These examples get to the common question of whether the LMS will survive and exist in 10 years. The original LMS concept was designed around a course, not the learner, and most usage is administrative in nature, not learning activities. Shouldn't next-generation systems like LRMs overtake the LMS market, as these companies expand beyond just CBE programs (see this post for context)? Well, the data do not show signs of this movement, and in fact the LMS market has been consolidating around just four solutions for institutional adoption - Canvas, D2L, Blackboard, and Moodle.
In the meantime, most of the LMS vendors have been adding functionality, whether through extension of their platforms or strategic integrations with third party tools, that seeks to provide views of the student experience. Learning analytics and reporting capabilities, mastery learning additions, federated sharing of student activity data.
One reason for the persistence of the primary LMS is that the LRM and courseware markets are not the ERP market. There are no SAPs in these worlds that already have ubiquitous usage. According to the Stratechery article "SAP is at the center of 77% of transactions worldwide". The LRM typically starts out in a new CBE program with dozens, or maybe hundreds of students.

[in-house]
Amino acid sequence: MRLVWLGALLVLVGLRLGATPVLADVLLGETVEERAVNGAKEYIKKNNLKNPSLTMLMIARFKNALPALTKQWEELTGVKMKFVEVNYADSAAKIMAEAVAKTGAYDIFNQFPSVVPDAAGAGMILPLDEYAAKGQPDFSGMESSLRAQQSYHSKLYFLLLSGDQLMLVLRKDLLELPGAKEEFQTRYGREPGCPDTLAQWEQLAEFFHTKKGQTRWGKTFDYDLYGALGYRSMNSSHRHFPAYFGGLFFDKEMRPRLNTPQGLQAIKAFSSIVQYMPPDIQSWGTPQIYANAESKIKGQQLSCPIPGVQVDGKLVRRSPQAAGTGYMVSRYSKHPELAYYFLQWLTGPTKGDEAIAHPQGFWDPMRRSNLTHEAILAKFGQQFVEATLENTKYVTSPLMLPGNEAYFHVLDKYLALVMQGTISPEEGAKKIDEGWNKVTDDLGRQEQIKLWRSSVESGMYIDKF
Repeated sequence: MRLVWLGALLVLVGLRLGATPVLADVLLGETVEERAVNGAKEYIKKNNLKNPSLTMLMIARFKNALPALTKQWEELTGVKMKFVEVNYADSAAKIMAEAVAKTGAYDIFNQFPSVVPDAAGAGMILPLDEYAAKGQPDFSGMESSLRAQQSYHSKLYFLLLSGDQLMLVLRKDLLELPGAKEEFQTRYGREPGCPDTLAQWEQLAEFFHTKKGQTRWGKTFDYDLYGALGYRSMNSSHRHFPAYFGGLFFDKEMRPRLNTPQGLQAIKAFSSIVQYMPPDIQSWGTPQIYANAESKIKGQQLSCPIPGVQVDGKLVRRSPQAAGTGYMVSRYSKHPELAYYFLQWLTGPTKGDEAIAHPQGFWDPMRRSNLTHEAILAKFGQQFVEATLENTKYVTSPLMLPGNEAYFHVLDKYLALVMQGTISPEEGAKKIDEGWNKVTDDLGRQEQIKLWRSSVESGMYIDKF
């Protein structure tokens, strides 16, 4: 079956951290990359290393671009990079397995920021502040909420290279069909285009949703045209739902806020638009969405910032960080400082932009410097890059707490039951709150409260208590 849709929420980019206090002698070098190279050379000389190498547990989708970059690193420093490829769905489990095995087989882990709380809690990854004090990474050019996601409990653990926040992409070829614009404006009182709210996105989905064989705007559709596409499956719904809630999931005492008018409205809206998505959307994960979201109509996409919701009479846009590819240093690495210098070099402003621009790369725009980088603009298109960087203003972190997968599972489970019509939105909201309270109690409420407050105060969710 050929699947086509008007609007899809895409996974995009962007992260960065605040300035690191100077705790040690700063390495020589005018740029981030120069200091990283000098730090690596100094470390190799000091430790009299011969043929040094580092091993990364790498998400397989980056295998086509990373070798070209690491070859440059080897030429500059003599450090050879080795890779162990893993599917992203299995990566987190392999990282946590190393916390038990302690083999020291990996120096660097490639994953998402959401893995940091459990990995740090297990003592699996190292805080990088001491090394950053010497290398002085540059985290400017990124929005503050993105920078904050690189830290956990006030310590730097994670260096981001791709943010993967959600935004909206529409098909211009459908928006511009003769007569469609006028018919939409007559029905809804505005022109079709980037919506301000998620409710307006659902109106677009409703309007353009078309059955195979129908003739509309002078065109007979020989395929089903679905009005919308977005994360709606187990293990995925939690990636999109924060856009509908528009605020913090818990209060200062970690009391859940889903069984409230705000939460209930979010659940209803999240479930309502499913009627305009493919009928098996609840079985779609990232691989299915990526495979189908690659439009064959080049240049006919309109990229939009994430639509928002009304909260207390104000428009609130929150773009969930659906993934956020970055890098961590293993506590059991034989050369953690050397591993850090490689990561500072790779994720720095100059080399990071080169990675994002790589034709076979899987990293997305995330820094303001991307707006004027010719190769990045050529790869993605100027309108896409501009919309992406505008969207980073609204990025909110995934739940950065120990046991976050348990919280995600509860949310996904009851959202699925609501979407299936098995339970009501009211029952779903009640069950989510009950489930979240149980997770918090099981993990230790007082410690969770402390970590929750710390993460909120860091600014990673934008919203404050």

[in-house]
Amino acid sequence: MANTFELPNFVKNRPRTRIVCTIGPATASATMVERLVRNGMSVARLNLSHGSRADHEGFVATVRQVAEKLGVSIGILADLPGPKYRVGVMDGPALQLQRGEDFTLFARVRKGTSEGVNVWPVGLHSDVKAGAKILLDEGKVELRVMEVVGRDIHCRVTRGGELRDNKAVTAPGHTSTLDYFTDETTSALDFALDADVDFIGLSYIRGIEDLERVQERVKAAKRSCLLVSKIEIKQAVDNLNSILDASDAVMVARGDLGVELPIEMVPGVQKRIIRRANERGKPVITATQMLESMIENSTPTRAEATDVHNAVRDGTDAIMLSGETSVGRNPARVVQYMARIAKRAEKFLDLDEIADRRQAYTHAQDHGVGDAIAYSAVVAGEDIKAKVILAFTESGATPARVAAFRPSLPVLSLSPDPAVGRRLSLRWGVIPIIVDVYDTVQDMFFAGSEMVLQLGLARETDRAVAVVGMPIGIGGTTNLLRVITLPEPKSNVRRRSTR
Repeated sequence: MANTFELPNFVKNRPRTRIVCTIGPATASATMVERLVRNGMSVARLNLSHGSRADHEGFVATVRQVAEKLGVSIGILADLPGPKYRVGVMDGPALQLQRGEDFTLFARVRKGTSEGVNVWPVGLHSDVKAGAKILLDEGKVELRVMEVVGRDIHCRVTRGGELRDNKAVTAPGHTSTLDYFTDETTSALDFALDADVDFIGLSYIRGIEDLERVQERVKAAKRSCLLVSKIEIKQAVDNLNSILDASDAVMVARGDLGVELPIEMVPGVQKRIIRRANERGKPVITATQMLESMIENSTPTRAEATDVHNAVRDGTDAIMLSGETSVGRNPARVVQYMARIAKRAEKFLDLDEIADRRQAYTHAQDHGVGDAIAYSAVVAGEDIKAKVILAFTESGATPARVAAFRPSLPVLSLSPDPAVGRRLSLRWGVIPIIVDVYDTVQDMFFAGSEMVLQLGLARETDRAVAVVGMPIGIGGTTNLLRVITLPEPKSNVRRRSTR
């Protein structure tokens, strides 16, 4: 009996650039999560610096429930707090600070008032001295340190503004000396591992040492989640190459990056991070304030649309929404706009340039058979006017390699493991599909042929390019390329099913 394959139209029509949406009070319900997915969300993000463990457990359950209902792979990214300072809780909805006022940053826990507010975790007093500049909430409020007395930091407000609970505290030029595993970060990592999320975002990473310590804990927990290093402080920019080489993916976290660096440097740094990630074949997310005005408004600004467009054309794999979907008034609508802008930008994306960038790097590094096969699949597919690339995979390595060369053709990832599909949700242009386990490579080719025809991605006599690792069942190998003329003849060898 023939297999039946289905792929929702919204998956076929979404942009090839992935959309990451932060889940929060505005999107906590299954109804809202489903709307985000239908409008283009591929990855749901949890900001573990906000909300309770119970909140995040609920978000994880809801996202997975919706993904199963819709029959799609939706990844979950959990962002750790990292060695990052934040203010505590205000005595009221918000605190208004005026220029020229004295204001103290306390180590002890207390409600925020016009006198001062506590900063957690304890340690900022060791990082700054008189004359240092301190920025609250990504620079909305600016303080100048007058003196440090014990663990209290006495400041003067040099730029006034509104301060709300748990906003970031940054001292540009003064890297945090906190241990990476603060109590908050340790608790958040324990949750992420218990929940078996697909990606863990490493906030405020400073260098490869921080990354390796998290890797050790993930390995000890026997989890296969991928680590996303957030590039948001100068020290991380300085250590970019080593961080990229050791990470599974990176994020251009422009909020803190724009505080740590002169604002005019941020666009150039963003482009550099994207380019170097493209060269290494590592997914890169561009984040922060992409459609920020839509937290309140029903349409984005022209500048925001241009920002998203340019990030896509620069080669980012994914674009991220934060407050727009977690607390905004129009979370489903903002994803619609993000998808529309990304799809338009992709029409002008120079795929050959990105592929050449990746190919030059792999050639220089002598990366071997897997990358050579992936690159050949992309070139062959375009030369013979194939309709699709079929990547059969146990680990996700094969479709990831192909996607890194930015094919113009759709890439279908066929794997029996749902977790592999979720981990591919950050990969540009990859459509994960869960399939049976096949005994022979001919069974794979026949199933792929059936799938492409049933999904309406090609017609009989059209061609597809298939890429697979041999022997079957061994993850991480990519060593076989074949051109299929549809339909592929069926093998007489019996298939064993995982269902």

What is dominant in higher education circles? The LMS. It is one of the few ed tech solutions used in a majority of courses across online, blended, and face-to-face modalities. What the market appears to be doing is waiting for solutions that build on top of the LMS, or even extend the LMS itself, rather than replacing the LMS. And one of the main reasons is that the LMS has already been accepted as the enterprise system for academic usage, with operational data and tools managing the what of courses. It may be that over time alternative learning platform models will build up enough market share to become a credible threat to change the broader LMS market, but the signs so far are not encouraging for those vendors.
Qualtrics proved to be so valuable ($8 billion) because it could augment the ubiquitous SAP. SurveyMonkey, by contrast, went public as a standalone company and is worth far less ($1.8 billion, still a respectable number).
Looking into the future, the LMS will have to provide useful analytics on student outcomes, learning, and experiences along the way. Shifting from mostly running a course to guaranteeing great experiences for students. Whether this happens within the LMS of the future or as third-party augmentations of the LMS, and whether this happens with the current top four vendors or a different set, is not known. But the move to combine operational and experience data and tools is a trend we should expect to see over the next decade, both in ERP systems like SAP and in the academic LMS market.